Having introduced the broad topic of the chapter, Freud rolls up his sleeves and gets to work.
Freud begins with a section on "recent and indifferent material in dreams." He argues that "in every dream it is possible to find a point of contact with the experience of the previous day" (5.2.1).
Freud notes that this assertion has already been proved by the Dream of Irma's Injection and the Dream of Uncle Josef, but he offers some additional—very brief—examples for those readers who haven't yet been convinced.
After providing these examples, Freud reiterates his argument that while dreams "can select their material from any part of the dreamer's life," there will always be "a train of thought linking the experience of the dream-day (the 'recent' impressions) with the earlier ones" (5.2.5).
At this point, Freud introduces his Dream of the Botanical Monograph as a specimen for further analysis. Here's how it goes: "I had written a monograph on a certain plant. The book lay before me and I was at the moment turning over a folded coloured plate. Bound up in each copy there was a dried specimen of the plant, as though it had been taken from a herbarium" (5.2.7).
Freud begins his analysis of the dream by noting that on the morning of the "dream day"—"the day immediately preceding the dream" (5.2.2)—he had walked by a bookstore and seen a book called The Genus Cyclamen displayed in the window.
As he traces a number of associations through his detailed analysis of the dream, Freud reflects that Cyclamens are his wife's favorite flowers and that he rarely thinks to bring her any. This thought makes him think of a story he liked to tell at parties. In it, a young man forgets to bring flowers to his wife on her birthday, and she takes his forgetfulness as a sign of his waning affections (5.2.9).
As Freud continues to trace his associations to the dream, he remembers that he once "really had written something in the nature of a monograph on a plant, namely a dissertation on the coca-plant" (5.2.10). This monograph had contributed to the discovery of the anesthetic properties of cocaine, though Freud didn't make that discovery himself. Instead, it was made by an acquaintance of his, Karl Koller.
This realization makes Freud remember that during the day after he had the Dream of the Botanical Monograph, he'd indulged in a little daydream. In it, he had imagined going to Berlin for eye surgery—but without revealing his identity. Freud had fantasized that while the surgeon would "boast once again of how easily such operations could be performed since the introduction of cocaine," he wouldn't give "the slightest hint" that he himself "had had a share in the discovery" (5.2.10).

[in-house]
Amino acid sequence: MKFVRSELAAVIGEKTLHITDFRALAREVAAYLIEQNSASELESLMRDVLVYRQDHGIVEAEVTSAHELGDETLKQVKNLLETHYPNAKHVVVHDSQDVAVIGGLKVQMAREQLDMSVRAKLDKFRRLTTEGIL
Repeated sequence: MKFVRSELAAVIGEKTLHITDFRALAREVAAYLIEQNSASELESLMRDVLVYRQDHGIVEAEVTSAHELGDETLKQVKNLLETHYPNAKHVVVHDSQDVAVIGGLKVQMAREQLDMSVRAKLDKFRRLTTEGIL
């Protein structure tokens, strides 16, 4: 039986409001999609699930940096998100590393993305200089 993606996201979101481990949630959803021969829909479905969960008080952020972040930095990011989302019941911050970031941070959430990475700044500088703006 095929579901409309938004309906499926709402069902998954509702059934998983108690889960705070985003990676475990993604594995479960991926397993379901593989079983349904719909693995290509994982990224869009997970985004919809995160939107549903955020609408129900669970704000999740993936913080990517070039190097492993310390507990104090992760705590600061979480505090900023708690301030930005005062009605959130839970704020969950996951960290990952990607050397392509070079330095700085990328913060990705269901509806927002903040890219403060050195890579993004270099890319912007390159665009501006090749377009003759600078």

Recalling this self-indulgent daydream helps Freud to realize that "the recollection of a specific event lay behind it" (5.2.10). Some years previously, his father had undergone surgery for his glaucoma. Between Freud, the surgeon (Dr. Königstein), and the anesthesiologist (Dr. Koller), the surgery had "brought together all of the three men who had had a share in the introduction of cocaine" (5.2.10).
This memory causes Freud to reflect that a few days earlier, he had been thinking about the discovery of cocaine. Then, he suddenly remembers that he had actually seen Dr. Königstein on the previous evening. Then, he remembers that while he was talking to Dr. Königstein, he had seen another colleague, Dr. Gärtner (whose name means "gardener"). Freud had complimented Dr. Gärtner and his wife on their "blooming" looks (5.2.11).
With all of these recollections coming together, Freud's analysis begins to reveal how interrelated thoughts about "gardens," "blooms," "plants," and "cocaine" all contributed to the Dream of the Botanical Monograph.
Freud's analysis doesn't end there. He now considers the "dried specimen of the plant," which looked like it had come "from a herbarium." This element of the dream makes him remember that when he was a young student at secondary school, his headmaster had asked the boys to clean the school's herbarium. Freud was given just a few sheets to clean, and they included plants from the Crucifer and Compositae families.
This memory makes Freud reflect that artichokes are part of the Compositae family, and that they are his own "favourite flowers." He also reflects that his wife often makes a point of bringing artichokes home for him, whereas he rarely thinks to bring her flowers.
Freud moves on to consider another element of the dream: the fact that he saw the monograph "lying before" him. This detail makes him recall that his friend Wilhelm Fliess had recently sent a letter in which he claimed to be able to see The Interpretation of Dreams "lying finished" before him (5.2.13).
As Freud considers another element of the dream—the "folded coloured plate"—he recalls that when he was a student, he was "enthralled" by the colored plates that came in medical monographs (5.2.14). He also recalls that when he began to publish papers of his own, he had had to draw his own illustrations (some of which were pretty bad).